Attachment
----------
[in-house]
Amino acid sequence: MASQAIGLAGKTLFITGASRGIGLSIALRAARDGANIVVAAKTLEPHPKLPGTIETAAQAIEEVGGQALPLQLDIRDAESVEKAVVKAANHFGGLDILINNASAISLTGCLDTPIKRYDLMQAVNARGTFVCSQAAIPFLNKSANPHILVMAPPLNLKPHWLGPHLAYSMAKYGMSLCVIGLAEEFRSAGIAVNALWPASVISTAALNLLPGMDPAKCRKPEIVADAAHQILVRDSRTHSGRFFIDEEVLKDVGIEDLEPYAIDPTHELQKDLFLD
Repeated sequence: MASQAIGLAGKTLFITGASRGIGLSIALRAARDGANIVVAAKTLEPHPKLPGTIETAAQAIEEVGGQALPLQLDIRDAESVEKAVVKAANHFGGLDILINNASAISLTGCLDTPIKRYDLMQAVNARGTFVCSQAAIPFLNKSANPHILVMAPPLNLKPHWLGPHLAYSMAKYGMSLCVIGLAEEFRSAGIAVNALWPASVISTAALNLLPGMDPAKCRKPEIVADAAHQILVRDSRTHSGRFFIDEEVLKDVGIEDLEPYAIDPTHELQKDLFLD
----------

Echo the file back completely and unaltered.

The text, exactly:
[in-house]
Amino acid sequence: MASQAIGLAGKTLFITGASRGIGLSIALRAARDGANIVVAAKTLEPHPKLPGTIETAAQAIEEVGGQALPLQLDIRDAESVEKAVVKAANHFGGLDILINNASAISLTGCLDTPIKRYDLMQAVNARGTFVCSQAAIPFLNKSANPHILVMAPPLNLKPHWLGPHLAYSMAKYGMSLCVIGLAEEFRSAGIAVNALWPASVISTAALNLLPGMDPAKCRKPEIVADAAHQILVRDSRTHSGRFFIDEEVLKDVGIEDLEPYAIDPTHELQKDLFLD
Repeated sequence: MASQAIGLAGKTLFITGASRGIGLSIALRAARDGANIVVAAKTLEPHPKLPGTIETAAQAIEEVGGQALPLQLDIRDAESVEKAVVKAANHFGGLDILINNASAISLTGCLDTPIKRYDLMQAVNARGTFVCSQAAIPFLNKSANPHILVMAPPLNLKPHWLGPHLAYSMAKYGMSLCVIGLAEEFRSAGIAVNALWPASVISTAALNLLPGMDPAKCRKPEIVADAAHQILVRDSRTHSGRFFIDEEVLKDVGIEDLEPYAIDPTHELQKDLFLD